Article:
Israeli Prime Minister Ariel Sharon remains in a critical but stable condition following emergency surgery on Saturday, doctors say.
Doctors' chief concern is Sharon's failure to wake from a coma
Mr Sharon is back in intensive care after doctors removed one third of his large intestine after a scan revealed it was damaged and infected.
Mr Sharon, 77, has been in a coma since 4 January, when he suffered a severe stroke and underwent brain surgery.
Interim Prime Minister Ehud Olmert assumed his powers in January.
ARIEL SHARON'S HEALTH
18 Dec 2005: Sharon suffers minor stroke
4 Jan 2006: Sharon rushed to hospital one day before scheduled heart surgery with major stroke
4/5 Jan: Undergoes two operations overnight
6 Jan: Third round of surgery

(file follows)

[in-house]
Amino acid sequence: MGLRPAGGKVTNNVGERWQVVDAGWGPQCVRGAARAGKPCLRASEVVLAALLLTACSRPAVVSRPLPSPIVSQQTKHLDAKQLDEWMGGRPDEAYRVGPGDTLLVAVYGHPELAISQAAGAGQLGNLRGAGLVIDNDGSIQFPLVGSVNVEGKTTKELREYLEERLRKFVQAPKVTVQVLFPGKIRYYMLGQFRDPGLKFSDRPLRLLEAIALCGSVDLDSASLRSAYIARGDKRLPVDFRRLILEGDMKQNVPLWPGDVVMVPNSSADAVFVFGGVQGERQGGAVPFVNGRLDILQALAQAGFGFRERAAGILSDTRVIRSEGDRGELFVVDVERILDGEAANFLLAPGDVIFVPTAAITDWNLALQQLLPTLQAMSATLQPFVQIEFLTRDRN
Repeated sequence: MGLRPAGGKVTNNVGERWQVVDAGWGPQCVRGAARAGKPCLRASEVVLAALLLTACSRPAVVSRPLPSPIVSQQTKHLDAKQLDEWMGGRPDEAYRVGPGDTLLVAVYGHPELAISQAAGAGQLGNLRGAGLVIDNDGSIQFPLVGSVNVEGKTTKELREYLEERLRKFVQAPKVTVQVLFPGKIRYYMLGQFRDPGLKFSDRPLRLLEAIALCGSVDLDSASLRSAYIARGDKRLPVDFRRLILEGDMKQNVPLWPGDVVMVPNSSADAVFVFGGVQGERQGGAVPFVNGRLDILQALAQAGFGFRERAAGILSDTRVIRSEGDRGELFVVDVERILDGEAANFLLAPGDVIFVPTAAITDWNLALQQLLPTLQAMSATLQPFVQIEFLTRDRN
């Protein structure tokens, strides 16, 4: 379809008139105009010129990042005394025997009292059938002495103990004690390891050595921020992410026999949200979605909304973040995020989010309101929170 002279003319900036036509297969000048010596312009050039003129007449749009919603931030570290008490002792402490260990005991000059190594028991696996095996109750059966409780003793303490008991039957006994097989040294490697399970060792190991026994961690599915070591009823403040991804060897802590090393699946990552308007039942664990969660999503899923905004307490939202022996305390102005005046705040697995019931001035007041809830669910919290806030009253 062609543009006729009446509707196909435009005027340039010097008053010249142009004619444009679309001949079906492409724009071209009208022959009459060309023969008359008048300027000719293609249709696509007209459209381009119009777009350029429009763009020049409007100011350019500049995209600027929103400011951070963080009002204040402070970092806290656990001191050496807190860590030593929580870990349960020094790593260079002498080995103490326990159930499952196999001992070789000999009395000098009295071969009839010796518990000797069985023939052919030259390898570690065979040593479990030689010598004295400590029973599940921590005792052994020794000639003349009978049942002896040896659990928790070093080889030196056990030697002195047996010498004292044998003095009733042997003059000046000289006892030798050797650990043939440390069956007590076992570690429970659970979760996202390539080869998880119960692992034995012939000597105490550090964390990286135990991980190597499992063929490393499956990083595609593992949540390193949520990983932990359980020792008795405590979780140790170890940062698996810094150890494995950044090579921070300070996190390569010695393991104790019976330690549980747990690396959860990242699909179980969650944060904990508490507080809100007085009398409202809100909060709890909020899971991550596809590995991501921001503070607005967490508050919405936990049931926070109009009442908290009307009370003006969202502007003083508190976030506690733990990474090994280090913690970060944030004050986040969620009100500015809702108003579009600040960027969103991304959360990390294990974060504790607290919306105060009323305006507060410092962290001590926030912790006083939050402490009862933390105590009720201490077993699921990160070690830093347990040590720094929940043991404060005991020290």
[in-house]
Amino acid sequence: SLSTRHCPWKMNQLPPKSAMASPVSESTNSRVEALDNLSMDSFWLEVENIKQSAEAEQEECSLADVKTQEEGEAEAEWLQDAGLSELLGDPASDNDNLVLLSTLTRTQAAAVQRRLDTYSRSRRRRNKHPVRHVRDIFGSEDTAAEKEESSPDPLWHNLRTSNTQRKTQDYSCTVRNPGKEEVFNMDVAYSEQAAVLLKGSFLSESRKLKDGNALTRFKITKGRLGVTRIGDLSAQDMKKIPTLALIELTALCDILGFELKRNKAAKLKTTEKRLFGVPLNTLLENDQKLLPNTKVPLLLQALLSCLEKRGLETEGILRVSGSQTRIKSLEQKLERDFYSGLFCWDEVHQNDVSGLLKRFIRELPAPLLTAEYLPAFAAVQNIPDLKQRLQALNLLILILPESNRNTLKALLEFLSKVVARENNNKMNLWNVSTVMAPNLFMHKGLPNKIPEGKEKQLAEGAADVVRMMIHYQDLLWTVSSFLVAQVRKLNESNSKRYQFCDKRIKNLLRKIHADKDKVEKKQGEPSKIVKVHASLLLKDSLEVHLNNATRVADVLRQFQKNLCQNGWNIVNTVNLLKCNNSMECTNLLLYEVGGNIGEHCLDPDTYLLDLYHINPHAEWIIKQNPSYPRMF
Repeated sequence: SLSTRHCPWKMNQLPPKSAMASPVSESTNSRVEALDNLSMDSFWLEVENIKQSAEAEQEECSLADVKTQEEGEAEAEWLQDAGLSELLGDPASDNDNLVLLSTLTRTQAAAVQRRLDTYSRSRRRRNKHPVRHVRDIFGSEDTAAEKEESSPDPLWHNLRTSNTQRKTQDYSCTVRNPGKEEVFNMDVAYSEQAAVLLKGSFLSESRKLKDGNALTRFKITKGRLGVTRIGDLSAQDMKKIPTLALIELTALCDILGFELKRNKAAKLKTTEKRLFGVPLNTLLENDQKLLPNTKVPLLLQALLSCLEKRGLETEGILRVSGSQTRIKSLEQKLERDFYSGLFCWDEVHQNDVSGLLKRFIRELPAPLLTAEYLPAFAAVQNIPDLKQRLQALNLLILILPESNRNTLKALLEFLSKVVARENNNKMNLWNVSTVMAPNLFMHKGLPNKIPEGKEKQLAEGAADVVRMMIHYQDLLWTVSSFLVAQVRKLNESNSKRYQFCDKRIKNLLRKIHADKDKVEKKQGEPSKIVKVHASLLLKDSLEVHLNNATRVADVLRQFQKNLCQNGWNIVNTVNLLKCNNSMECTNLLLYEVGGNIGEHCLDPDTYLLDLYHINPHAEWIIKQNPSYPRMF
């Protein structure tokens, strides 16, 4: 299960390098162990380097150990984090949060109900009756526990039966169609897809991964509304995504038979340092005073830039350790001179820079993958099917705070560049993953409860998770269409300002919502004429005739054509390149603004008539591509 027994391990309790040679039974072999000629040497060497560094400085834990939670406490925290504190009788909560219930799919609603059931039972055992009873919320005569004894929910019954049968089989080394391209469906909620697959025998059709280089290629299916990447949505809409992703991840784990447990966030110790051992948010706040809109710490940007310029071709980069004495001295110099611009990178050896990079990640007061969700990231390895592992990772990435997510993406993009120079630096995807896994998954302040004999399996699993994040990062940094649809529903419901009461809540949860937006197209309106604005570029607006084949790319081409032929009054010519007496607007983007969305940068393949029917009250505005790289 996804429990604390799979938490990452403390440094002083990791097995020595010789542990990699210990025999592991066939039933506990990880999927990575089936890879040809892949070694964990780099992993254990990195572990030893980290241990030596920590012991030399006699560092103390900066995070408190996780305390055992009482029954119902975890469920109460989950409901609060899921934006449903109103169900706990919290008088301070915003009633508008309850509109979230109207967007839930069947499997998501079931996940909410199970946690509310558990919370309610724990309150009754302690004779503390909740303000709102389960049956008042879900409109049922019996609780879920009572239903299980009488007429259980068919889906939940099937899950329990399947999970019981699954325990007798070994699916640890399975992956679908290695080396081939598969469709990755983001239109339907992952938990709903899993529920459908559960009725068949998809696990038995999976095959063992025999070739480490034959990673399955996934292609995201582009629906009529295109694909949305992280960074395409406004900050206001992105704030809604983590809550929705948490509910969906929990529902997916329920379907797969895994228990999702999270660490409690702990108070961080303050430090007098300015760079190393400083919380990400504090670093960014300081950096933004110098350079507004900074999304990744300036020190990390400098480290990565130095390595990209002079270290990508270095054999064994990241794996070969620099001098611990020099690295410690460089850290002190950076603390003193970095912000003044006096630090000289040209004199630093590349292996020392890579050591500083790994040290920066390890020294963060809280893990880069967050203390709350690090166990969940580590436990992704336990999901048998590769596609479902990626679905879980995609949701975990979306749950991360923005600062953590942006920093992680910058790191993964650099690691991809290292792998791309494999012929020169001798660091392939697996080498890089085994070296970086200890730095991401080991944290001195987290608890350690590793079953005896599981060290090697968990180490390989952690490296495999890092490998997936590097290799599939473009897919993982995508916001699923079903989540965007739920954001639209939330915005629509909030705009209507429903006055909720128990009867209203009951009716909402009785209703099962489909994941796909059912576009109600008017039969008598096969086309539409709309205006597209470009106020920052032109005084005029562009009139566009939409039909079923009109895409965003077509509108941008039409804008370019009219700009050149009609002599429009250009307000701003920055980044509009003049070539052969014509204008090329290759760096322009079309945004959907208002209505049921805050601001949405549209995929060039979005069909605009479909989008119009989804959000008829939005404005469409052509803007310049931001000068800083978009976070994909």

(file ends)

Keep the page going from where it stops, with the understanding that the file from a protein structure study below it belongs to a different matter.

9 Jan: Doctors start to try to rouse him from medically induced coma
15 Jan: Has tracheotomy to help to wean him off respirator
25 Jan: Medical team hold talks with long-term care specialists
1 Feb: Doctors insert feeding tube into stomach
10 Feb: Brain scan shows no change in condition
11 Feb: Has infected area of colon removed after condition worsens
Mr Sharon had nearly four hours of surgery after a deterioration in his health on Saturday morning.
Surgeons at the Jerusalem hospital removed about 50 cm (20 inches) of the large intestine, after a scan revealed that it was damaged, inflamed and infected.
Shortly after the operation, Hadassah hospital spokesman Ron Krumer declared the operation to be "a success".
Hospital director Shlomo Mor-Yosef said Mr Sharon was out of immediate danger, but the most serious concern was his coma, not his abdominal complications.
Mr Sharon's failure to wake up after being taken off sedatives last month has led to speculation that he has suffered severe brain damage.
His deputy Ehud Olmert will lead the newly formed centrist Kadima party in the general election on 28 March.